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Chap. III.

Sect. IIIa.
use of marble.
20C2rt(7. The Greek term
marble," to flash, gleam, sparkle, is well applied to the
white marb.'es of the Greeks, which ditFered materially from those of Carrara, in Italy.
The Greek and Eoman marbles are noticed in the Glossary. The Byzantine interiors
exhibit fine examples of durable applied marble decoration, about one inch thick, show-
ing no desire to appear anything dilferent. The walls were covered with oblong panels
ill viers of rich marbles opened out, framed with narrow white mouldings and bands of
different colour, continuous horizontal lines of colour on white being introduced between
these panels ; the whole surmounted by a marble mosaic frieze, with a cornice displaying
small, sharp, triangular shadows, as at Constantinople and St. Mark's at Venice. At
Palermo the panels were framed with bands of mos;MC work.
2002/^6. The marble pavemods of Greek temples were probably the earliest, and were
usually of thick, large slabs. They perfected the tesselated mosaic pavements. The
Eomans gained the knowledge from them, became proficient, and used them throughout
their extensive empire. Although under half an inch square, the mosaic is one inch
thick, made to last. Some of the grandest pavements are the simplest, as those of the
Basilica Julia at Eome, of Santa Sophia, and the one under the central dome of St.
Mark's. That of the Basilica Julia has been lately discovered, and is very pt-rfect in
part. The plan is a rectangle of about two squares, the centre space being divided into
three squares and four broad bands. The squares consist of large slabs of Giallo antico,
with a broad border of Pavonaczetto, the bands being rectangular slabs of rich Afrmmo
and Porta Santa. The central slab is surrounded for about fifty feet with large slabs of
Greek white marble.
2(J02ce. The OjJusAlexa?idrinunnpa,xemeurs, as at St. Mark's and at West minster Abbey,
were usually composed of few coloursred and green porphyries with white Palamhino
for the mosaics, the bands being Greek white marble, and made out of old materials : a
great variety of geometrical patterns. Some of the most beautiful examples are at Palermo.
The Palambino was a limestone of pot-like texture. The great pavement in Siena
Cathedral, one of the finest Italian Eenaissance works, consists of pictorial subjects in
dark green marble and mastic inserted into thick slabs of white marble. These have not
worn well, and are kept covered. The filled-in lace-like p;itterns used as borders round
the monuments at Sta Croce, at Florence, are in a better condition, the fillings being in
smaller quintities. These fillings might be of lead set in a white ground, and woidd look
well. Black and white marble pavements in squares were introduced about the time of
Torregiano, and were largely used, as at King's College Chapel, Cambridge
the Beau-
champ Chapel at Warwick ;
and in mansions generally. The white squares came from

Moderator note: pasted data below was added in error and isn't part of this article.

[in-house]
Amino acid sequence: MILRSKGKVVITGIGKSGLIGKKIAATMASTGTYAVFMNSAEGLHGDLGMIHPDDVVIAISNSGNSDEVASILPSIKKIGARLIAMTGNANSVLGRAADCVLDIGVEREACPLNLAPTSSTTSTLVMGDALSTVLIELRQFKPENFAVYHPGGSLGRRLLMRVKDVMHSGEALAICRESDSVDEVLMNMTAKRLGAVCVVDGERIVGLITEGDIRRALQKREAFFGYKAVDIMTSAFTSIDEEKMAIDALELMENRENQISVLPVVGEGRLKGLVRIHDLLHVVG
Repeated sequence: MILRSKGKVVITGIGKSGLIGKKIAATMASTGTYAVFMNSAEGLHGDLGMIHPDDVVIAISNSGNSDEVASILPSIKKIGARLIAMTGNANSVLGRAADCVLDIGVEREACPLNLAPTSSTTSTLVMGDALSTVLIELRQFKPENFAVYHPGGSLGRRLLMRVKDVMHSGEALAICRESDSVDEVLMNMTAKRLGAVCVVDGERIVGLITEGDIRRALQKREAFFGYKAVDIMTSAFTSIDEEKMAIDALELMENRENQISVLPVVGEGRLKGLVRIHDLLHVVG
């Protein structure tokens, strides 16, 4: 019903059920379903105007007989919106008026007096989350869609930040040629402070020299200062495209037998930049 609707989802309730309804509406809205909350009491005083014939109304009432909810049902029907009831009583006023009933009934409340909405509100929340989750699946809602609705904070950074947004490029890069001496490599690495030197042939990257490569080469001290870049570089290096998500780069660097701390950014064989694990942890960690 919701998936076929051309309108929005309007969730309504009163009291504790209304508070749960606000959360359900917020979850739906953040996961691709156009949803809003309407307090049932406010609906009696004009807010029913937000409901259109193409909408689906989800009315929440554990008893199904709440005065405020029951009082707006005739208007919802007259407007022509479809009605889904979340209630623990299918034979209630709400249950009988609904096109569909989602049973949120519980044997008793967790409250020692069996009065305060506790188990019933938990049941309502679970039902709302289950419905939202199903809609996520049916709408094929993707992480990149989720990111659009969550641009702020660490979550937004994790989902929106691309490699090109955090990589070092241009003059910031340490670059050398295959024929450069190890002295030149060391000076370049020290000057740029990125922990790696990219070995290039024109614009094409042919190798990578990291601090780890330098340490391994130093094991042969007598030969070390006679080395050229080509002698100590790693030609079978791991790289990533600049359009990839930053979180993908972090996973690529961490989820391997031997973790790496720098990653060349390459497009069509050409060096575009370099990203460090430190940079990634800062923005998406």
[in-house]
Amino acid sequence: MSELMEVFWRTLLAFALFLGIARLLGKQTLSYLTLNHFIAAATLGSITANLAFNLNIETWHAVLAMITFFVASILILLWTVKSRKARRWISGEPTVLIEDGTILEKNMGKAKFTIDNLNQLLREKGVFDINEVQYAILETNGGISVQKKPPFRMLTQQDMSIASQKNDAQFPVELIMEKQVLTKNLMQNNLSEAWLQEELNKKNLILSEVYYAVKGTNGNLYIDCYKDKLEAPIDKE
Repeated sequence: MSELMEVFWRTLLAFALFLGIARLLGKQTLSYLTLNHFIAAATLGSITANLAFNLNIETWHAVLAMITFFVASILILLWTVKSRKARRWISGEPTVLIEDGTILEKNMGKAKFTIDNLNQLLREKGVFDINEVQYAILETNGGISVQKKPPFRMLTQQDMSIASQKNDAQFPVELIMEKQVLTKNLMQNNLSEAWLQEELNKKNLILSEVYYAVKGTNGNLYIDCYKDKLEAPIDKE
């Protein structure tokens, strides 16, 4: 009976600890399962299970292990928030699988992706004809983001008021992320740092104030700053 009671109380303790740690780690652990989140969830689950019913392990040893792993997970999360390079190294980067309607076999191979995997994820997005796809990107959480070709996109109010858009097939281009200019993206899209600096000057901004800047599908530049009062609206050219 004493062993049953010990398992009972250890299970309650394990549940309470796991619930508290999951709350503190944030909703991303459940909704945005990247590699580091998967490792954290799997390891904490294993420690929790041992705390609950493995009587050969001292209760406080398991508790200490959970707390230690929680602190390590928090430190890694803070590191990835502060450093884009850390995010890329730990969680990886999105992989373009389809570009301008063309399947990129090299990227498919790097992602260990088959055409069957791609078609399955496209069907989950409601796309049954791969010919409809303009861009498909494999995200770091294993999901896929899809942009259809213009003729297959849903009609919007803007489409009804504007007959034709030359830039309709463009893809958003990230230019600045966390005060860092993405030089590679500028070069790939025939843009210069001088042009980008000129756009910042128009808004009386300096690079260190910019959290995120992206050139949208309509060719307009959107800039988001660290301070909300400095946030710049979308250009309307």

Italy, and the black from Belgium
and are still used in that country.
'IWldd. The retiring grey marbles, as Petworth, Purbeck, or Frosterley, were used by
the medieval builders in England, and the colour was most useful in contrast with the
stone. The altars and tombs of the Italian Eenaissance were executed in white marble,
with only one colour introduced for the columns, pilasters, frieze, pediment, and panels
of the bnse. A variety of marble work of late date, seen at Palermo and Naples, consists
of inlaid floral arabesque, of orange, red, and brown marbles, with black inserted into
white. It is gaudy, being deficient in repose. Similar work is seen in the monuments at
Agra, in India.
2002ee. English Alabaster, if selected free from earthy veins and used Avhere wet would
not run over it, though only for interior work, may be better than many stones, and it
would keep its colour. Of all buildirig materials it is about the least porous or absorbent.
It has been used for monumental work from a very early period, and much delicate work
has been executed in it. The inner arch moulding of the west doorway of Tutbury Church,
carved into birds' beaks, of the Norman period, is in ordinary alabaster, and remains in
good preservation. This material came into general use about the fourteenth century in
Derbyshire, and extensively so during the lilizabethan period. Great Britain and Irelai d
(see Marblk, 1681 et scq.) contain many varieties of well-known coloured marbles, little
used, even at the present day.
2002/! Memorial slabs of incised marble preceded brasses, and were far supcrinr to
them. The English Eenaissance produced marble work in chimneypieces equal, if not
superior to anything on the Continent. The designs and the marbles were equnlly gooil.
'IWliiq. The 0//.r marbles of Algeria, Mexico, and California, of the same nature as
Oriental alabaster, can be cut and ground thin enough for window purposes. At Tarragona
Cathedral and at Orvieto are examples of orange-yellow Oriental alabaster. In the east
windows of San Miniato are slabs of antique Pavonazzetto, with red-purple markings,
nearly two inches thick (par. Glo).